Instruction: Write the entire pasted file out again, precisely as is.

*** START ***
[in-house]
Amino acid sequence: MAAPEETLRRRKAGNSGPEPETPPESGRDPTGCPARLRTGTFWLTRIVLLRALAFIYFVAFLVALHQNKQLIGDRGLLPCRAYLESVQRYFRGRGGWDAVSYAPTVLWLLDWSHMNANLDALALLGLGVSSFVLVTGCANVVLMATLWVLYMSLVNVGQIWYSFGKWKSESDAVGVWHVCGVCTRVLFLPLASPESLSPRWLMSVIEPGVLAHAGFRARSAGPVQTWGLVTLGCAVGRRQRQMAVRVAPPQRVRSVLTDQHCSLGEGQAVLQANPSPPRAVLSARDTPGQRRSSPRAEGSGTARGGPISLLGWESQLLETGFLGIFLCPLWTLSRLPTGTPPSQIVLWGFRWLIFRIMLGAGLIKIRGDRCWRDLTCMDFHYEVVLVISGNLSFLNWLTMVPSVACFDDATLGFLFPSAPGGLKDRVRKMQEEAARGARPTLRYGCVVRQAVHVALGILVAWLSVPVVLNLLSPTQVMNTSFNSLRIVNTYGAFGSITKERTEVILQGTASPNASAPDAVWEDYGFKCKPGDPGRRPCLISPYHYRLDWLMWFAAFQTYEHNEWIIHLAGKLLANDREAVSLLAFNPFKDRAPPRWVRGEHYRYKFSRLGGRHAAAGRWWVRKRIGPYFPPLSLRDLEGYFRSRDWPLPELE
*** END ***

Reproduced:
[in-house]
Amino acid sequence: MAAPEETLRRRKAGNSGPEPETPPESGRDPTGCPARLRTGTFWLTRIVLLRALAFIYFVAFLVALHQNKQLIGDRGLLPCRAYLESVQRYFRGRGGWDAVSYAPTVLWLLDWSHMNANLDALALLGLGVSSFVLVTGCANVVLMATLWVLYMSLVNVGQIWYSFGKWKSESDAVGVWHVCGVCTRVLFLPLASPESLSPRWLMSVIEPGVLAHAGFRARSAGPVQTWGLVTLGCAVGRRQRQMAVRVAPPQRVRSVLTDQHCSLGEGQAVLQANPSPPRAVLSARDTPGQRRSSPRAEGSGTARGGPISLLGWESQLLETGFLGIFLCPLWTLSRLPTGTPPSQIVLWGFRWLIFRIMLGAGLIKIRGDRCWRDLTCMDFHYEVVLVISGNLSFLNWLTMVPSVACFDDATLGFLFPSAPGGLKDRVRKMQEEAARGARPTLRYGCVVRQAVHVALGILVAWLSVPVVLNLLSPTQVMNTSFNSLRIVNTYGAFGSITKERTEVILQGTASPNASAPDAVWEDYGFKCKPGDPGRRPCLISPYHYRLDWLMWFAAFQTYEHNEWIIHLAGKLLANDREAVSLLAFNPFKDRAPPRWVRGEHYRYKFSRLGGRHAAAGRWWVRKRIGPYFPPLSLRDLEGYFRSRDWPLPELE